One of the most common complaints seen in patients coming to foot and ankle specialists is heel pain. A 2010 study estimated that
5 million people
are being treated for heel pain at any given time. ¹
There are many causes of heel pain. The most common is Plantar Fasciitis.
One tool we have at Twin Cities Foot and Ankle Clinic is ESWT. This stands for Extracorporeal Shock Wave Therapy. But many people don’t like the sound of a treatment that has the word “shock” in it, so it is also being called Acoustic Compression Therapy. Simply put, it is a pulsed ultrasound wave that goes into the tissue, and will help break up scar tissue. It can be used on tendon, ligament, muscle, or joint. Plantar Fasciitis is one of the most researched uses for this technology in the lower extremity, along with Achilles Tendonitis.
Up until recently, the only option for using this technology, which is similar to that which is used to break up kidney stones in the operating room, was the OssaTron. This required patients to be under general anesthesia and left them with quite a lot of pain following the procedure.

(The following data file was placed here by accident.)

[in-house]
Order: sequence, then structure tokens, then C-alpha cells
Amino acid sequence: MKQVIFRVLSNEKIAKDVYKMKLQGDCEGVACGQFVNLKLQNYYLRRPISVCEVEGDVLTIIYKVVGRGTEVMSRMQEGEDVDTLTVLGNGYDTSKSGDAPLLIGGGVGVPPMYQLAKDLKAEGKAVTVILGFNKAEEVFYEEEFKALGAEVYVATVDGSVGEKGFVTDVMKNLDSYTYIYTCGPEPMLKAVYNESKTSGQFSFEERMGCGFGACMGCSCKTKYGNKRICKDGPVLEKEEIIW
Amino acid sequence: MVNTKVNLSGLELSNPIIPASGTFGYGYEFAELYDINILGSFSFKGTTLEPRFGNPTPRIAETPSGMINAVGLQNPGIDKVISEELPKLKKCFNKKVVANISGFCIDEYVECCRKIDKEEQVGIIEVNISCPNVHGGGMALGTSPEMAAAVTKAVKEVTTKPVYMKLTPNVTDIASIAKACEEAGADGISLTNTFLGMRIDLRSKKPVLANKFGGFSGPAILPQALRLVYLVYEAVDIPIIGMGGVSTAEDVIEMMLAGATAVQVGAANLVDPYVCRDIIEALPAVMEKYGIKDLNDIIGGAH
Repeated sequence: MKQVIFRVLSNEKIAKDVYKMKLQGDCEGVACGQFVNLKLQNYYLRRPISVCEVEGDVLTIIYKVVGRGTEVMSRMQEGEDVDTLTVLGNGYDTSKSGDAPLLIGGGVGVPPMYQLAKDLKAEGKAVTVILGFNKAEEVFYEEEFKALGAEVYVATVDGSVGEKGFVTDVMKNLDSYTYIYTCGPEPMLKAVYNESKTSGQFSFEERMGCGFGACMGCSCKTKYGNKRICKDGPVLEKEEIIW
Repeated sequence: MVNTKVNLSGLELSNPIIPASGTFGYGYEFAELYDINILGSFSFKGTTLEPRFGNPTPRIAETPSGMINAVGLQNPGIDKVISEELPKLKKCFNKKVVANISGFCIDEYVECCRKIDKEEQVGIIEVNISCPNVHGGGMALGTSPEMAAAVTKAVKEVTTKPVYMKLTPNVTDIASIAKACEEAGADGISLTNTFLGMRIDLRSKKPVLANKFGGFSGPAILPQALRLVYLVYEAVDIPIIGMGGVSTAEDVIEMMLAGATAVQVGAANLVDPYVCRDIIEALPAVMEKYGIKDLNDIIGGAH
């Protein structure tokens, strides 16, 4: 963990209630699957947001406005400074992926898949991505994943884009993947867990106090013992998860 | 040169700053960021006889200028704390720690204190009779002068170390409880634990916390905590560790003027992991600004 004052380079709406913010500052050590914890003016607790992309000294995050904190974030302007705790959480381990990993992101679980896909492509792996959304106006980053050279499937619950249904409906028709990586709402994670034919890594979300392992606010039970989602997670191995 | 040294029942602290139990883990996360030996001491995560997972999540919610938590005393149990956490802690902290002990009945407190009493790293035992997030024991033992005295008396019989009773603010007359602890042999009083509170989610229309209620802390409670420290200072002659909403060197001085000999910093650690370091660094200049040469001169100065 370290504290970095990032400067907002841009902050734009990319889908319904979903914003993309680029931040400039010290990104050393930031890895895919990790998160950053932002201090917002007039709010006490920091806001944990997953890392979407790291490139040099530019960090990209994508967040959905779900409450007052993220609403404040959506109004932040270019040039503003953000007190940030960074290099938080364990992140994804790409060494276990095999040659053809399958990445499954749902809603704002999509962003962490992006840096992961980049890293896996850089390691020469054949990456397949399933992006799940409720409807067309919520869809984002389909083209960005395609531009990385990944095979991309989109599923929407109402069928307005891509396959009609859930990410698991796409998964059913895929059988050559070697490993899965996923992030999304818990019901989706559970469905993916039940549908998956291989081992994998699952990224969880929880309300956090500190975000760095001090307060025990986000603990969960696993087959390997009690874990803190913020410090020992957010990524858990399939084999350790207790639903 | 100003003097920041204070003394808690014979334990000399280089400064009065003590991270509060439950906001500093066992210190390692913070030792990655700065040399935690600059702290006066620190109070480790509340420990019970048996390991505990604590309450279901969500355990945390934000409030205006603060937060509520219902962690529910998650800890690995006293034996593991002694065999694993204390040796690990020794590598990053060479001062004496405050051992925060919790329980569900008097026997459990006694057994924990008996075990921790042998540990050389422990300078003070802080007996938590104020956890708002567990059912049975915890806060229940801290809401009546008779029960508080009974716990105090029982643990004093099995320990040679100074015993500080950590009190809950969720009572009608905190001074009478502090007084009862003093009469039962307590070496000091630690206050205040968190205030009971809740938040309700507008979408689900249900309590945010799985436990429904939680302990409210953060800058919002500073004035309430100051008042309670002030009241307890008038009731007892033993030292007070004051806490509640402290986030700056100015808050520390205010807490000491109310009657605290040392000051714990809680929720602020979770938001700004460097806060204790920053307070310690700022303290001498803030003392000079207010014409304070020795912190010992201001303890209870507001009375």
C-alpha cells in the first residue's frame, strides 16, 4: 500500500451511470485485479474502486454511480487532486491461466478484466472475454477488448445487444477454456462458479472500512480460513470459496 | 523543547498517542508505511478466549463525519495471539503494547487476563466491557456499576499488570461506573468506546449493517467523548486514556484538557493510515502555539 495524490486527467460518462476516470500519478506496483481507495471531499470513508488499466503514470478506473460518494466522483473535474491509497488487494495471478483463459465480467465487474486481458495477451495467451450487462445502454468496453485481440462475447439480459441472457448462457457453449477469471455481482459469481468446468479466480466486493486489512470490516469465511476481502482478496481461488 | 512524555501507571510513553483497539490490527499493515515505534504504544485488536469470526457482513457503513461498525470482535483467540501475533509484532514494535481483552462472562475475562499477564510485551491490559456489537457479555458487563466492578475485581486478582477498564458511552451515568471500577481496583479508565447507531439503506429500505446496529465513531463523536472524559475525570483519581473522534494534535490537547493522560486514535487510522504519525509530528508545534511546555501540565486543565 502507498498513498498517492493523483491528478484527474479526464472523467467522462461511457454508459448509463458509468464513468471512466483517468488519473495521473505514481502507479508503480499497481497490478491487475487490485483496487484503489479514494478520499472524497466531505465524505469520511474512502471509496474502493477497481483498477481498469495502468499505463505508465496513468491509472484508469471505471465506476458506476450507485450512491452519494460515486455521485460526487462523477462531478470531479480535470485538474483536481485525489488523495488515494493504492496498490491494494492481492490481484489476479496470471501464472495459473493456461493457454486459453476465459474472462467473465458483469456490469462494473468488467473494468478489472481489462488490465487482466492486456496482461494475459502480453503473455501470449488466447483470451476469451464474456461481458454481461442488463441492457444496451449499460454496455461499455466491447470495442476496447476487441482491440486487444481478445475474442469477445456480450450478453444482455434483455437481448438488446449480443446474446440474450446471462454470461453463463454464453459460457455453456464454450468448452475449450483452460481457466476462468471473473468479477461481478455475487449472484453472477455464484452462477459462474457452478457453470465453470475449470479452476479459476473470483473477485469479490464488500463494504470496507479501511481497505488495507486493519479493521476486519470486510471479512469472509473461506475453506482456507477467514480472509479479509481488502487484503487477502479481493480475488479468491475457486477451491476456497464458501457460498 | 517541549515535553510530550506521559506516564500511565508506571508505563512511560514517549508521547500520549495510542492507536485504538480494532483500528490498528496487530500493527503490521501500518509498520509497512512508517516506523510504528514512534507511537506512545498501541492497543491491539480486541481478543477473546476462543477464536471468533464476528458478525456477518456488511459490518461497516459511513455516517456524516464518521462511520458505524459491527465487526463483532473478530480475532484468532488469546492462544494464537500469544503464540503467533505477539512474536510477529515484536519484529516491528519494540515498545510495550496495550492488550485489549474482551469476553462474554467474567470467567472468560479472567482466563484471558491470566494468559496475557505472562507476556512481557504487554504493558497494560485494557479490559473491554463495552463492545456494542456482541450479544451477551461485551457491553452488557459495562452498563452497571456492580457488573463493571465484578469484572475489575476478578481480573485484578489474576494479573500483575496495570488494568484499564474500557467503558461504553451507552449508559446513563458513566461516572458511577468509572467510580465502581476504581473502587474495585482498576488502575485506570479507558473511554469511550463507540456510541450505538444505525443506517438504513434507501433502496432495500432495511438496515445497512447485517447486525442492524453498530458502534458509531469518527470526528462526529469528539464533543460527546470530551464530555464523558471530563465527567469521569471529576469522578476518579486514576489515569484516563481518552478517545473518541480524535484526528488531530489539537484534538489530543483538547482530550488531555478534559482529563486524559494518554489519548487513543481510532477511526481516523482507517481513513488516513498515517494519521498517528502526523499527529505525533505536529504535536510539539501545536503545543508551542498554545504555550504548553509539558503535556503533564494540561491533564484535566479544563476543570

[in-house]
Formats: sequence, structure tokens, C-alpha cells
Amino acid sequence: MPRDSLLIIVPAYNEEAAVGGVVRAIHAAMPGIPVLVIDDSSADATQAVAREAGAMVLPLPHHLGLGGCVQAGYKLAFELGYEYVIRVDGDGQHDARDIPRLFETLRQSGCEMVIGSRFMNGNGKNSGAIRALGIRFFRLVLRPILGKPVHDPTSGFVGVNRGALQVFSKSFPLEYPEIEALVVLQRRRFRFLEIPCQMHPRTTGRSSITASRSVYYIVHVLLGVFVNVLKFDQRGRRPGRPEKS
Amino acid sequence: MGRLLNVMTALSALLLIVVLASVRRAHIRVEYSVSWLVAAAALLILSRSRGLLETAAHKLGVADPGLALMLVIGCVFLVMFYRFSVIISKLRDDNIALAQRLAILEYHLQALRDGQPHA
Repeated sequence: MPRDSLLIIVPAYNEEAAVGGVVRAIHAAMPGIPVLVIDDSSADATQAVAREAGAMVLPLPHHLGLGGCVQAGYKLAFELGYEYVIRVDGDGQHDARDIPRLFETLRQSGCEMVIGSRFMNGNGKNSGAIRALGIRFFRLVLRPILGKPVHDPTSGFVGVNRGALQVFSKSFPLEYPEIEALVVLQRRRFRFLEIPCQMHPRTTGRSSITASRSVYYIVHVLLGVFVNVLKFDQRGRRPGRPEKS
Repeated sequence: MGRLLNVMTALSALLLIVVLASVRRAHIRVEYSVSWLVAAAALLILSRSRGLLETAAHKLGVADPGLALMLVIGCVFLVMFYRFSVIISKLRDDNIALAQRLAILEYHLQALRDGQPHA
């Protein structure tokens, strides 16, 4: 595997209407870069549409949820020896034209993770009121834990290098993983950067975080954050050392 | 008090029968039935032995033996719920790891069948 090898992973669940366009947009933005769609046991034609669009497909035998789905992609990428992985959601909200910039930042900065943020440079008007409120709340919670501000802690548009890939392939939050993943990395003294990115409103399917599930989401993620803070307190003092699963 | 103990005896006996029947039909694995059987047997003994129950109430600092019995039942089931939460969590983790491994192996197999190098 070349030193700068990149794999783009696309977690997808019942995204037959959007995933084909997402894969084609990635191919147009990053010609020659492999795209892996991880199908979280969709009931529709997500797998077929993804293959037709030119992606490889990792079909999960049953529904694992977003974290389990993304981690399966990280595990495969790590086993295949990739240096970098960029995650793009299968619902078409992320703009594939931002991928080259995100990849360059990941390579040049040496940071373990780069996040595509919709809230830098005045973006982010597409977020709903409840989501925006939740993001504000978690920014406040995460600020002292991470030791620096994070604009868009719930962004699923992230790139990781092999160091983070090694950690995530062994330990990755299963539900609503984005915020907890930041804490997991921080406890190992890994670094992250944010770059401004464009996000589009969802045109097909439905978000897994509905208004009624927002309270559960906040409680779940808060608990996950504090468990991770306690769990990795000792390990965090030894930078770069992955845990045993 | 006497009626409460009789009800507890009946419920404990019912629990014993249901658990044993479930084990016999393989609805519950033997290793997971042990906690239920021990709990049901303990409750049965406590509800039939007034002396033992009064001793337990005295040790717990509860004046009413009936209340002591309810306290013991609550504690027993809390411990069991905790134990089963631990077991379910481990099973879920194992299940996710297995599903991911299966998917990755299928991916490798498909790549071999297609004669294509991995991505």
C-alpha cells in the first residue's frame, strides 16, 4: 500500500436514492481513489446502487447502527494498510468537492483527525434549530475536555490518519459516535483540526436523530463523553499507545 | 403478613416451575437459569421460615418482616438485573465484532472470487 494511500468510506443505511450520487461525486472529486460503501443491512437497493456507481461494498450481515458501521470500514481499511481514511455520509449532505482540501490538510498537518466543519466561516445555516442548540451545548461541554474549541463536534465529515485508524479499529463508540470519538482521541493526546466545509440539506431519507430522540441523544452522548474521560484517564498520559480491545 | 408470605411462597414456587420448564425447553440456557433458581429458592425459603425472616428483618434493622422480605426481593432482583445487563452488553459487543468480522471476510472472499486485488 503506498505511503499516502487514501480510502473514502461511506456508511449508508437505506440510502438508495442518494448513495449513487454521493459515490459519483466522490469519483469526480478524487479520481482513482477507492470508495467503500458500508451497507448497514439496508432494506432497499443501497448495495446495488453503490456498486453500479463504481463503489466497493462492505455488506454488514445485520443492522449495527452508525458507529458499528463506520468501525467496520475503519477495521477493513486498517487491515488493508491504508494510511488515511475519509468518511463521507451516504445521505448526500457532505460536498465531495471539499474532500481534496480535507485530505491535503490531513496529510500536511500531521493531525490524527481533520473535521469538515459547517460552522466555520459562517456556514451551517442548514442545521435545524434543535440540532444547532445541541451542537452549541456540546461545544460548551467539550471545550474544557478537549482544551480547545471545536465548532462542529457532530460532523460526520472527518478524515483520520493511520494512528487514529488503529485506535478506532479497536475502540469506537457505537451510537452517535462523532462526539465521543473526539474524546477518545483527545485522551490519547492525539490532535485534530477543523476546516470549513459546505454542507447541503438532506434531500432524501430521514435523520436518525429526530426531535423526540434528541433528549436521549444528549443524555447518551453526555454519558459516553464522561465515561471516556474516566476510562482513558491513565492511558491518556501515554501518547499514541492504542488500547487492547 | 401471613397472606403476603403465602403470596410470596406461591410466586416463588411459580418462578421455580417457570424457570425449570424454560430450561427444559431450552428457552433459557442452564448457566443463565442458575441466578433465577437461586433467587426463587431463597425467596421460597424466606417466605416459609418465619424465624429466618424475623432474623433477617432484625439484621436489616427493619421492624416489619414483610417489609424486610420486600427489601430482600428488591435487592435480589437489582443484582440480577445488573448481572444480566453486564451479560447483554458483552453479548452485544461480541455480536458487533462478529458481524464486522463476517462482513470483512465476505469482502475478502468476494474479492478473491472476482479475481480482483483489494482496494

photo courtesy of Sanuwave Health, Inc.
We now have many options for a lower intensity of the same technology that can be used in the clinic with no anesthesia and no lasting pain. In fact, most patients notice less pain upon standing immediately following the procedure. Our particular unit is called the Well Wave. We have used this treatment for over 2 years on over 250 patients, including some Minnesota Vikings, and have noted remarkable results. It is not a one-time fix, but it allows our patients to stay active while undergoing treatment.
Recently, a study was done on long term satisfaction of patients who used this technology for Plantar Fasciitis after failing other treatments. “The study included 75 patients and 87.5 percent of the patients were either satisfied or very satisfied with their ESWT experience at an average of nine years after treatment…”. ²
¹(Tong KB, Furia J. Economic burden of plantar fasciitis treatment in the United States. Am J Orthop. 2010; 39(5):227-31).
²(Weil L Jr., et al. Long-term results of extracorporeal shockwave treatment for chronic plantar fasciitis. Presented at the International Society for Medical Shockwave Treatment Annual Meeting, Chicago, June 2010.)